Watch Outside Crops- Freezing Weather Is Here Again

fresh vegetables

fresh vegetables

With spring comes warmer weather. Warm weather takes gardeners outside to till the land and plant. Some years a bountiful harvest comes in before June. Other years, a freeze comes and all sprouts in the garden need to begin anew. With a little foresight, one can plant early and still reap the benefits of home-grown food.

Temperatures

Tonight’s low is forecast to be 27 degrees [1]. Thursday night is colder yet with an overnight temperature of 26 degrees. Tender plants left alone could freeze.

Which Plants Need Protection?

There are several ideas for protecting plants. Cool-season crops can stand against freezing temperatures. Those crops are kale, peas, carrots, and turnips, among others. These can tolerate temperatures to around 28 degrees. A complete list of various vegetables and their actual frost temperatures is found here. Underground plants fare better than aboveground items. Fruit takes more damage than leaves and stalks of plants. Water plants do not fare colder temperatures well. These are melons, lettuce, or tomatoes. Fruit tree blossoms are usually damaged by a hard frost. Nut trees, in general, blossom later and do not often have troubles.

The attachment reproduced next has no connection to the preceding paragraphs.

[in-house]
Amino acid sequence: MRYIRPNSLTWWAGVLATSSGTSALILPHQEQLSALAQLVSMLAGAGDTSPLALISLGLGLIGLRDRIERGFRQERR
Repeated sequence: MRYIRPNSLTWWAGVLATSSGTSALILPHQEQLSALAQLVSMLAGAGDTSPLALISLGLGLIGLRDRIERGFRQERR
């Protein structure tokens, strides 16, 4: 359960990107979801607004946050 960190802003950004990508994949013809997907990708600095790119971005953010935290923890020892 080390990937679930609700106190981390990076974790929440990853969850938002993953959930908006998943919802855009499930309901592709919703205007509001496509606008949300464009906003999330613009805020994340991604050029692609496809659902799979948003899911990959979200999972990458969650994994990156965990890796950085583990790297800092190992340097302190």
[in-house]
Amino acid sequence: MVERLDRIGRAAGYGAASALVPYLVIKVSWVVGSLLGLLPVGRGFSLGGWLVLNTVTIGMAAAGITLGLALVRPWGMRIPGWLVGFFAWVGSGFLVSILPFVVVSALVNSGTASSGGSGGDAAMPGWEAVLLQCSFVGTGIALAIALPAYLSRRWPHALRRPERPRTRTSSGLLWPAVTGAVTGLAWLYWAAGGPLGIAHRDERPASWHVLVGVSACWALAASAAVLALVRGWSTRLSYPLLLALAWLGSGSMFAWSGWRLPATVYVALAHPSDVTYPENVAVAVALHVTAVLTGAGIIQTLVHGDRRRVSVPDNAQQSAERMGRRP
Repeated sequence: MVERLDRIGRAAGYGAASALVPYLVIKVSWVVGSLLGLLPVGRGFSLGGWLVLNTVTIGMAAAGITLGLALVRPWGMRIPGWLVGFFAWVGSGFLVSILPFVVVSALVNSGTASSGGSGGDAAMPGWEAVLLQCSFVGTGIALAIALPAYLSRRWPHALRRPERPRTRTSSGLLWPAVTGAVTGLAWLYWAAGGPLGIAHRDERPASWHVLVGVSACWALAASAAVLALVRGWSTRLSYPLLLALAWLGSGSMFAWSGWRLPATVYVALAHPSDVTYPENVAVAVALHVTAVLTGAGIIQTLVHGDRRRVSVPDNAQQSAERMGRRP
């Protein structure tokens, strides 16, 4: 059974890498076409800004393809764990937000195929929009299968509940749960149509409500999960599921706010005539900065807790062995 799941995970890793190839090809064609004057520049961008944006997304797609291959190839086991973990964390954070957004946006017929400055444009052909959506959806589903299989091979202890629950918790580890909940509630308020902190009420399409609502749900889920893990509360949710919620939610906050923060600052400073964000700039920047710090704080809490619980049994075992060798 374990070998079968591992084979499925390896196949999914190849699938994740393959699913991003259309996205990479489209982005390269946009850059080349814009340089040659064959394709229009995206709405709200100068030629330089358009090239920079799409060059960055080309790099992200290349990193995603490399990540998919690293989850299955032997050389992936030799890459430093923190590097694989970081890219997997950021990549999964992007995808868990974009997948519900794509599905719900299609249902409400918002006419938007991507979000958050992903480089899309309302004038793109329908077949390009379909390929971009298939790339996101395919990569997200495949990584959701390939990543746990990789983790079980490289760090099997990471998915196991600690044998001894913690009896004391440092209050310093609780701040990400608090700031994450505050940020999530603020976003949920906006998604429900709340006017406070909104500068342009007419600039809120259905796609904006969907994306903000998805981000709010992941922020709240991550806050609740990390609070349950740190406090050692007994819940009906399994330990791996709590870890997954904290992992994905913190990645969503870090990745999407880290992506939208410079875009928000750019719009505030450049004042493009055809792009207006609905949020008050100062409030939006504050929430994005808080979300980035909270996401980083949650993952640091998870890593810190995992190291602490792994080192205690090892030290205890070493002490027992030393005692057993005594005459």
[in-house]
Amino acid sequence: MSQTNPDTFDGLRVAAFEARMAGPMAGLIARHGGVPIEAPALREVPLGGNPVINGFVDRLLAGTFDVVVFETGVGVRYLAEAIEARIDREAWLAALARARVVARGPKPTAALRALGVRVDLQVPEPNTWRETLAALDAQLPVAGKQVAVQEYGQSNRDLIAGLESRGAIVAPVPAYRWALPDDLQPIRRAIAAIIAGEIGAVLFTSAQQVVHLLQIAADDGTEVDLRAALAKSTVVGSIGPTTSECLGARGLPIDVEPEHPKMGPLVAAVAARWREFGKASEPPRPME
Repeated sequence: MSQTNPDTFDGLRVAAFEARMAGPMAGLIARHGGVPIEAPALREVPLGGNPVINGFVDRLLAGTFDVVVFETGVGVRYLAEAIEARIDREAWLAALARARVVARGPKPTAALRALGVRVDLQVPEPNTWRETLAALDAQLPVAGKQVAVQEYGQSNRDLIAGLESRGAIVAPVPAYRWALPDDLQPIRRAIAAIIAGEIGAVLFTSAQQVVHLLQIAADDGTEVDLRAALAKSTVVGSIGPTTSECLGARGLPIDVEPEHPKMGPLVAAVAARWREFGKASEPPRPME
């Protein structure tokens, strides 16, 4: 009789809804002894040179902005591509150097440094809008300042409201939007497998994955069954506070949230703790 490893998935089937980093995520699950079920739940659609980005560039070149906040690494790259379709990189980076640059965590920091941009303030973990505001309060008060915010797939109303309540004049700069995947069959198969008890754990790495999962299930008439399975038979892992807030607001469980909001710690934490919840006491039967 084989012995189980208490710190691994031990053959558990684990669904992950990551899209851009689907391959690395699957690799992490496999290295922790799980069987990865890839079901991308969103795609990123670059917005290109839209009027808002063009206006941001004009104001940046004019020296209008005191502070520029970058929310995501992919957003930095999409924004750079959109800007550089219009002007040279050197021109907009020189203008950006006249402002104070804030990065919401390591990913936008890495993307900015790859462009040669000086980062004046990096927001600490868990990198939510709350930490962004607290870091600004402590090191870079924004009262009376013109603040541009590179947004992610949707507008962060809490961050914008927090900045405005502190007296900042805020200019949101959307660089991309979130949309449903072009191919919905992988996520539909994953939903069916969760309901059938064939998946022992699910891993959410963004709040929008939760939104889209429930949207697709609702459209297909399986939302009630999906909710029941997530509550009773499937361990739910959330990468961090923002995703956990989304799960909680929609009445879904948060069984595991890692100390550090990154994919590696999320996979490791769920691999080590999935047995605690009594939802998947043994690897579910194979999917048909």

Protecting Plants

In gardens, one can cover the tender plants with plastic or buckets overnight to protect them. Fruit trees do take covering well, when available. A list spray of water when the temperatures are below freezing often keeps the new growth alive. Wind, like a fan, also deters frost [2]. Local orchardists sometimes use an overnight sprinkler to protect their fruit.

Southern Missouri’s average last frost date is April 21. That means we have about three more weeks where we could see freezing overnight temperatures. It’s good to prepare ahead of time, possibly put off planting those outdoor seedlings until the weather warms up for good.


Notes:

  1. ^https://forecast.weather.gov/MapClick.php?lat=36.69218500000005&lon=-91.40082999999998#.YGSZ7a9KiM8 (go back↩)
  2. ^https://homeguides.sfgate.com/protect-peach-tree-blossoms-frost-54050.html (go back↩)

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